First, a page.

Once you feel reasonably comfortable with the fit, you can tie a knot at the “home base” of the sandal to keep everything in place. This knot is somewhat up to you and your aesthetic. Just make sure it’s not too loose as you don’t want it coming undone! You can then cut off any excess lace and “melt” the end to prevent any unraveling.
You’re done! Well, you may have to tweak the fit further as the sandals get some use. Nylon doesn’t really break in or stretch, so there’s not much of an issue there, but if you see something not working quite right (the huaraches are too loose so they fall off) just tweak the lacing by following it back through the various steps until it works. You’ll get it just be patient.
The great news is that once it’s all dialed in, you really never have to touch it again. Avi’s have been put to some serious use for weeks with zero tweaks since my intial foibles — I had a too loose huarache whereby I had to tighten up the heel.
That’s it! You just made your kid a pair of shoes!
If that’s not worth a few high fives as well as a beaming spouse, well I don’t know what is. If you’re a little intimidated by this project, well, don’t be. It’s a hard thing to mess up and the reward for doing it is huge. Your kid will be proud to have helped make their own footwear. You’ll be proud to broadcast to friends, family, and strangers that you helped make your kid’s shoes — and not just any shoes, but shoes that are healthy and functional! And what more, you’ll now be that much more capable of making footwear on the fly — you never know when you might need a good pair of minimalist sandals! And while we used Xero Shoes’ kits (thanks Steven for providing them!), you can really make huaraches from anything. But for the money, the Xero DIY kits are fantastic. Go here to get started.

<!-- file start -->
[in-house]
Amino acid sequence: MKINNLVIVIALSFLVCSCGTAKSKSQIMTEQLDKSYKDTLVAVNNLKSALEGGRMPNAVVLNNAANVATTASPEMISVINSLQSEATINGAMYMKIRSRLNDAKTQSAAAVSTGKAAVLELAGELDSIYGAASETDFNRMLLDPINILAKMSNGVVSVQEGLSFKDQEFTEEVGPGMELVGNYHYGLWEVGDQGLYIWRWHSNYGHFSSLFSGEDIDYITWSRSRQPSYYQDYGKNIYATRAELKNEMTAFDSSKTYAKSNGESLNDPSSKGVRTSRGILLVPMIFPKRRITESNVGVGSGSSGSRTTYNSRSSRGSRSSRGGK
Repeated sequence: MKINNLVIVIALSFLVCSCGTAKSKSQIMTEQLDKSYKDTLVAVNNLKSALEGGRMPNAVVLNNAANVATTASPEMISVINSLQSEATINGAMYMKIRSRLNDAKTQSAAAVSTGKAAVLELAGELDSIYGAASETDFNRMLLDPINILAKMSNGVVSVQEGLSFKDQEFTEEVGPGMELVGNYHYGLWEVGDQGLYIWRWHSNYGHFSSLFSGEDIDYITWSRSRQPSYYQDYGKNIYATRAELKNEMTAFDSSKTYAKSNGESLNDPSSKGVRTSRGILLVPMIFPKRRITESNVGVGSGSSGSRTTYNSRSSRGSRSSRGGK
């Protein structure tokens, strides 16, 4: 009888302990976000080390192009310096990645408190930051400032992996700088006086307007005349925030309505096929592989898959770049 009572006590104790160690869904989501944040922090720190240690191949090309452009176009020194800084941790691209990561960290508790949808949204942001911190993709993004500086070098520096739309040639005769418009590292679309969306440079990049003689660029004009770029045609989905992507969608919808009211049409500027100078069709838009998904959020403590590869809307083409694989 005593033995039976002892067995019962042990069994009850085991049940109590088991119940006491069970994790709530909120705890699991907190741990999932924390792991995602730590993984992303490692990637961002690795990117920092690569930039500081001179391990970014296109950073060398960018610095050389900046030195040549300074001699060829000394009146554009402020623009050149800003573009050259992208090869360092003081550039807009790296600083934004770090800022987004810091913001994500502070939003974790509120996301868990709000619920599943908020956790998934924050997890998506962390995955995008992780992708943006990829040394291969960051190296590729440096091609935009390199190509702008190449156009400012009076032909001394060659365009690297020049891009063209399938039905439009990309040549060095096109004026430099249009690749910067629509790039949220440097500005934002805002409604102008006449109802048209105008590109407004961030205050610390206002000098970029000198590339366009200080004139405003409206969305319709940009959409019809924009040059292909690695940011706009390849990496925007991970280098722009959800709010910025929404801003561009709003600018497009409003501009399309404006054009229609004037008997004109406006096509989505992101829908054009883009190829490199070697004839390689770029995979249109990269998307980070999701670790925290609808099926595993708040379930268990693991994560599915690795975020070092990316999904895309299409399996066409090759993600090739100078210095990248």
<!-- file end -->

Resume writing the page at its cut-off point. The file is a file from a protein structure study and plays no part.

Questions or comments? Did I omit anything in the instructions? Need further clarity? Hit me up in the comments and I’ll do my best to help! And please let me know if you found this guide helpful!Tweet about it or share it on facebook or Google+ (see links below).
Avi and me both wearing our Xeros. I don’t think she really cared about all the benefits of being closer to barefoot, but I kept talking about them, anyway.
* Ted has since launched his own line of premium huaraches sandals — Luna Sandals — to help sate the demand for this fantastic, time-tested minimalist footwear.
NOTE ON NAME CHANGE FROM INVISIBLE SHOES TO XERO SHOES! Summer of 2012 brought with it a re-branding and name change (and logo change) for Invisible Shoes — they changed to XERO SHOES.
Justin Owings is a deadlifting dad based in Atlanta where he works for MURAL in marketing. When he's not chasing his three kids around, you'll find him trying to understand systems, risk, and human behavior.